"The night temperature on the 7th went down to -1.5 (mildest spot) and to -5 (coldest spot) which is actually about the same as I recorded in '84/85. The rest of the week was warmer with no frost but then the next week we had another cold spell with frost and a weekly mean temperature of 0 in the coldest part of the garden. As a result, the most tender palms: Ptychosperma, Hyophorbe, Neodypsis, Caryota etc., had their leaves burnt. However, all the others showed no damage and are already growing away nicely."

Thomas Baumgartner, from Austria:

"Austria is used to quite cold winters due to its continental, and in higher parts, alpine climate. As an example, the average statistics for the Vienna region (one of the milder areas) tell of about 82 (lays of frost, night lows of -10, and 46 days of snow cover of 30-40cm.

"In common with most of Europe, the last two winters were quite mild, but this year it was unusually cold with lows down to -17 in Vienna during February. Fortunately this cold period did not last long, and conditions soon normalized.

"As you can imagine, this is not the ideal climate for growing palms out of doors, and the few attempts that have been made have been unsuccessful. In this country, we palm enthusiasts have to content ourselves with potted specimens kept outside during the warmer months, and brought in during the winter"

From Hampstead, North London, Peter Tenenbaum:

"The big February freeze with well, over a week of sub-zero temperatures and a night minimum of -12, (and this in the warmest part of the garden), took its toll despite efforts to protect the more tender subjects.

"All my Cordylines were decapitated; Rhapis, and one of my small Livistona chinensis were killed outright, the other survived with just a little leaf burn. A 3m Phoenix canariensis that had been bandaged with a thick layer of hessian was defoliated but is now showing strong signs of new growth. My smaller one survived with just some leaf burn, with the aid of a heating cable. Phoenix roebelenii, protected in a similar fashion, was partly defoliated, but is now recovering well. Not surprisingly, Trachycarpus, Chamaerops, Sabal minor and Butia capitata were all unscathed.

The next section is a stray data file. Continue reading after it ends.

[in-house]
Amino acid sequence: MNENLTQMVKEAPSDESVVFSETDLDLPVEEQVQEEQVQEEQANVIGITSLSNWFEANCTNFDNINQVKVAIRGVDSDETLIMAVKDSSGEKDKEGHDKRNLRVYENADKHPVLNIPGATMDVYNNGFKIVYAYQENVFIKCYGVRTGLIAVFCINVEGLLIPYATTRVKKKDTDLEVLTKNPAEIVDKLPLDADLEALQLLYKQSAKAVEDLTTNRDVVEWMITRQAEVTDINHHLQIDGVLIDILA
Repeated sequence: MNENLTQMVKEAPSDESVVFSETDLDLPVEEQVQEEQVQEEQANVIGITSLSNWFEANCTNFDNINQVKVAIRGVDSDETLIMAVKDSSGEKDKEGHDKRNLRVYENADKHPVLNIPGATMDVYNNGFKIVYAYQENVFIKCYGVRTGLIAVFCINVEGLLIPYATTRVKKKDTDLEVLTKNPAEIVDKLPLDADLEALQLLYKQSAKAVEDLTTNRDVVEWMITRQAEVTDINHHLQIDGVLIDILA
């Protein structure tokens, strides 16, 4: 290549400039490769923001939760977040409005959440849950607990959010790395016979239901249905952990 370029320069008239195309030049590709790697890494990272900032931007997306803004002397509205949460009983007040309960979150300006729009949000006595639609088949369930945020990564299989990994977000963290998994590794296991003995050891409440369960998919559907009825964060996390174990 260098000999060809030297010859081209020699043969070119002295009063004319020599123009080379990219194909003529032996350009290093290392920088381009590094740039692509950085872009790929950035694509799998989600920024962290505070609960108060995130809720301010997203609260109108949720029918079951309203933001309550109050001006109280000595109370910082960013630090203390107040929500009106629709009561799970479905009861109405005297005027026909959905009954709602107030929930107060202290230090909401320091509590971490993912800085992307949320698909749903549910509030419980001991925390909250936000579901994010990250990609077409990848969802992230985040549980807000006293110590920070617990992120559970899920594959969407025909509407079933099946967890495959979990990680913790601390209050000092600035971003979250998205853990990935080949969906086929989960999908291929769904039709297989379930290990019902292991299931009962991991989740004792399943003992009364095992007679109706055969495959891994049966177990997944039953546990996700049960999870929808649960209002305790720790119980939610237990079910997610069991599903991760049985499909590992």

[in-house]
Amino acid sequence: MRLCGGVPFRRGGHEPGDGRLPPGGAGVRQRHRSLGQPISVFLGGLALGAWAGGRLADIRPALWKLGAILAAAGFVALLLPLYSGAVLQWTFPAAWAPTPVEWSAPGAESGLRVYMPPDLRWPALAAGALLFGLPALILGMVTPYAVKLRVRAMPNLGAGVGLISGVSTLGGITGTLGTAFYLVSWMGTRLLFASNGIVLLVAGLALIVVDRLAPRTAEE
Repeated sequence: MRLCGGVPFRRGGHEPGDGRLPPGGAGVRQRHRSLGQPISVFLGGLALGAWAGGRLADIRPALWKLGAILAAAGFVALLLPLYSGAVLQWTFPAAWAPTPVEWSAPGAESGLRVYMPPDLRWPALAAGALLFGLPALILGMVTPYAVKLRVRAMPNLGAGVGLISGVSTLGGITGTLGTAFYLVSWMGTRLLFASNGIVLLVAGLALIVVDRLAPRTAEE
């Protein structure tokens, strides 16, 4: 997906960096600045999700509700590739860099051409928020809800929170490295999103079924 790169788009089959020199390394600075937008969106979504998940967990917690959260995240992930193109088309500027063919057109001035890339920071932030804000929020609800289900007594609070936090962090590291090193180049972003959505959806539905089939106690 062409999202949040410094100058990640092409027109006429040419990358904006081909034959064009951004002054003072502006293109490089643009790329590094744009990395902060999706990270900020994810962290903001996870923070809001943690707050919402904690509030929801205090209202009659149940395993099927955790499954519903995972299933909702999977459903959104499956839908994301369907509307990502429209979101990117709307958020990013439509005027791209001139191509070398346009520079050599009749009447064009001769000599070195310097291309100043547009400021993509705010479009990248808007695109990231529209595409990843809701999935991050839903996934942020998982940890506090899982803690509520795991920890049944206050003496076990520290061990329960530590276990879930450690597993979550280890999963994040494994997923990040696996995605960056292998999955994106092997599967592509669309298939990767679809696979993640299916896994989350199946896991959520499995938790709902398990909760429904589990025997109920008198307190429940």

"It is now the end of March and I have replaced all the plants lost, adding a multiple planting of Trachycarpus, and to show I am not a defeatist, I have even planted a beautiful specimen of Chrysalidocarpus which will be protected with a heated shelter next winter. I am also planning to put out an Arecastrum. Never say die, that's my motto. I should add that as Hampstead is 200m above sea level, winters are considerably colder than in central London, just a few miles to the south."

Wilko Karmelk from Holland:

"The cold spell of February has brought quite low temperatures though were no extreme lows. The absolute minimum in our country was -15C. In my region, (the south-west), -12/13C was recorded. The cold damaged some of the leaves of young Trachycarpus, and Cordyline australis was hit badly.

"The Jubaeas and Phoenix sylvestris in my poly-tunnel experienced -10.5C and didn't show any damage, whilst a Phoenix dactylifera was totally browned by this temperature. There were other plants that came through quite well: Fatsia japonica, Fatshedera lizei, and many species of Yucca and Cacti were unscathed with no protection."

From Switzerland, Manfred Walder sends this report:

"Verscio in the Centovalli, near the Lago Maggiore, southern Switzerland, has experienced another long and unusually cold winter in 90/91.

"Normally winters are mild, each with only about 20 slight night-frosts, but this one brought many nights below zero, a few days with heavy snowfall, and one night in February with a minimum temperature of -9C here. This night, most of my palms were covered with blankets. Many took no damage: Arenga engleri, Butia, Chamaerops, Sabal, Jubaea and Trachycarpus of course. Others, such as Brahea armata, Chamaedorea microspadix, C. radicalis, Livistona chinensis and Phoenix canariensis were a bit burned. Only Livistona australis and Washingtonia suffered more severe damage, but survived even so."

And finally, from Germany, Jürgen Eisel:

"Here in Rengsdorf, (Westerwald) at 270m in the mild Rhine Valley, winters are not usually extremely cold, but winter 90/91 hit Germany, especially the northern half, much more severely than usual.

"It started out normally here, until January 13th when biting easterly winds brought clear skies and heavy frosts down to -9 to -14C, and at ground level, -13 to -18, on several nights. The ground froze to a depth of 65cm.

"The cold weather lasted through February but by the beginning of March it had warmed up considerably. All my palms were well protected in the coldest weather and so far, there seems to be no damage. However, other plants suffered more severely."

* * *

Well, there you have it: Winter 1990/91 as seen by 15 palm enthusiasts around the continent. A big thankyou to all contributors to this article, and to Patrick Gladden who supplied the weather map and meteorological details.